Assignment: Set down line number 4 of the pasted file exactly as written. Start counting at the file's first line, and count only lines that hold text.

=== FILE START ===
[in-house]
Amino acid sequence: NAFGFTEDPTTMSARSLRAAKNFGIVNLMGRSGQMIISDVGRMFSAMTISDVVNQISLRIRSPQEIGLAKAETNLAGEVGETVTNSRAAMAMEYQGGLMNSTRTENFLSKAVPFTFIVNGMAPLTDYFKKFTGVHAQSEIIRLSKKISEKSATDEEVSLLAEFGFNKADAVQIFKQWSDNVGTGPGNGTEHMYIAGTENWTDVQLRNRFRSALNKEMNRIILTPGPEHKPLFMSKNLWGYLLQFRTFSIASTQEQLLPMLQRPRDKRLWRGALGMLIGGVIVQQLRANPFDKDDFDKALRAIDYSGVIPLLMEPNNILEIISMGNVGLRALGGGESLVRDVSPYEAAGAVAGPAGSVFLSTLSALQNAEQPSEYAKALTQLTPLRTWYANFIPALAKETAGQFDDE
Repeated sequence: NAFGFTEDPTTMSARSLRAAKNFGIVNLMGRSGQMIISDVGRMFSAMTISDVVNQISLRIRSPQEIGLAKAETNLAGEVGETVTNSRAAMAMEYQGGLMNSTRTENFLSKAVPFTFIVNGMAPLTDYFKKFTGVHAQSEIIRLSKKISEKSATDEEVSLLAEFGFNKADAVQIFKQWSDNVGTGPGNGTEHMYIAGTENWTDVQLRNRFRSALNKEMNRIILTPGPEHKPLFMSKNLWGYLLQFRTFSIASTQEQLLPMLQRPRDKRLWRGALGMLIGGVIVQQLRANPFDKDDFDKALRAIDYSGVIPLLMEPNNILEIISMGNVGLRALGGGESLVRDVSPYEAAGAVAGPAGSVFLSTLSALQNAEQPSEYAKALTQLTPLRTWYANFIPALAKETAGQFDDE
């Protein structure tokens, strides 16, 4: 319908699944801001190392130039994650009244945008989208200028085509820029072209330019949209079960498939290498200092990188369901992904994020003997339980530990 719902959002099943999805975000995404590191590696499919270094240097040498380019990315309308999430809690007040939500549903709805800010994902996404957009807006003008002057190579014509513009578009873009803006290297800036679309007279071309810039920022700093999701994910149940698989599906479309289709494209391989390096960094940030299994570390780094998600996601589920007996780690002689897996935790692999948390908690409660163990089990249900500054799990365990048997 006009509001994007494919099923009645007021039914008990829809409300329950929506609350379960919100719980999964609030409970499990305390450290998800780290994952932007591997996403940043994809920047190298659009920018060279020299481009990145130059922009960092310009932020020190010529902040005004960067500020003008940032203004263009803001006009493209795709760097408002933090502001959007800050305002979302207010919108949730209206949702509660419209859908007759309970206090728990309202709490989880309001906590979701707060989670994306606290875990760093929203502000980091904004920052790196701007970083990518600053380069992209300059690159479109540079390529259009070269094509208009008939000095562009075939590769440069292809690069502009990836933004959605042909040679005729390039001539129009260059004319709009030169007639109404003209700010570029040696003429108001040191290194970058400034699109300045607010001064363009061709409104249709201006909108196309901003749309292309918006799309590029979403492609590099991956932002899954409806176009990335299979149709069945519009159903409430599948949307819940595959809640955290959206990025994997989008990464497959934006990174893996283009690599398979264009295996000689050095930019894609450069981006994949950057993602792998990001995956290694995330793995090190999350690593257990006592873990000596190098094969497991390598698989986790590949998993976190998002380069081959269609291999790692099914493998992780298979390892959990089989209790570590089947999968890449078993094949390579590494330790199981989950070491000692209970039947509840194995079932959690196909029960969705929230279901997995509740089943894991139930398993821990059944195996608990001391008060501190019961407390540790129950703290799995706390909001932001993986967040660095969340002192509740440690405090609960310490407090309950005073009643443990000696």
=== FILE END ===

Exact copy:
């Protein structure tokens, strides 16, 4: 319908699944801001190392130039994650009244945008989208200028085509820029072209330019949209079960498939290498200092990188369901992904994020003997339980530990 719902959002099943999805975000995404590191590696499919270094240097040498380019990315309308999430809690007040939500549903709805800010994902996404957009807006003008002057190579014509513009578009873009803006290297800036679309007279071309810039920022700093999701994910149940698989599906479309289709494209391989390096960094940030299994570390780094998600996601589920007996780690002689897996935790692999948390908690409660163990089990249900500054799990365990048997 006009509001994007494919099923009645007021039914008990829809409300329950929506609350379960919100719980999964609030409970499990305390450290998800780290994952932007591997996403940043994809920047190298659009920018060279020299481009990145130059922009960092310009932020020190010529902040005004960067500020003008940032203004263009803001006009493209795709760097408002933090502001959007800050305002979302207010919108949730209206949702509660419209859908007759309970206090728990309202709490989880309001906590979701707060989670994306606290875990760093929203502000980091904004920052790196701007970083990518600053380069992209300059690159479109540079390529259009070269094509208009008939000095562009075939590769440069292809690069502009990836933004959605042909040679005729390039001539129009260059004319709009030169007639109404003209700010570029040696003429108001040191290194970058400034699109300045607010001064363009061709409104249709201006909108196309901003749309292309918006799309590029979403492609590099991956932002899954409806176009990335299979149709069945519009159903409430599948949307819940595959809640955290959206990025994997989008990464497959934006990174893996283009690599398979264009295996000689050095930019894609450069981006994949950057993602792998990001995956290694995330793995090190999350690593257990006592873990000596190098094969497991390598698989986790590949998993976190998002380069081959269609291999790692099914493998992780298979390892959990089989209790570590089947999968890449078993094949390579590494330790199981989950070491000692209970039947509840194995079932959690196909029960969705929230279901997995509740089943894991139930398993821990059944195996608990001391008060501190019961407390540790129950703290799995706390909001932001993986967040660095969340002192509740440690405090609960310490407090309950005073009643443990000696």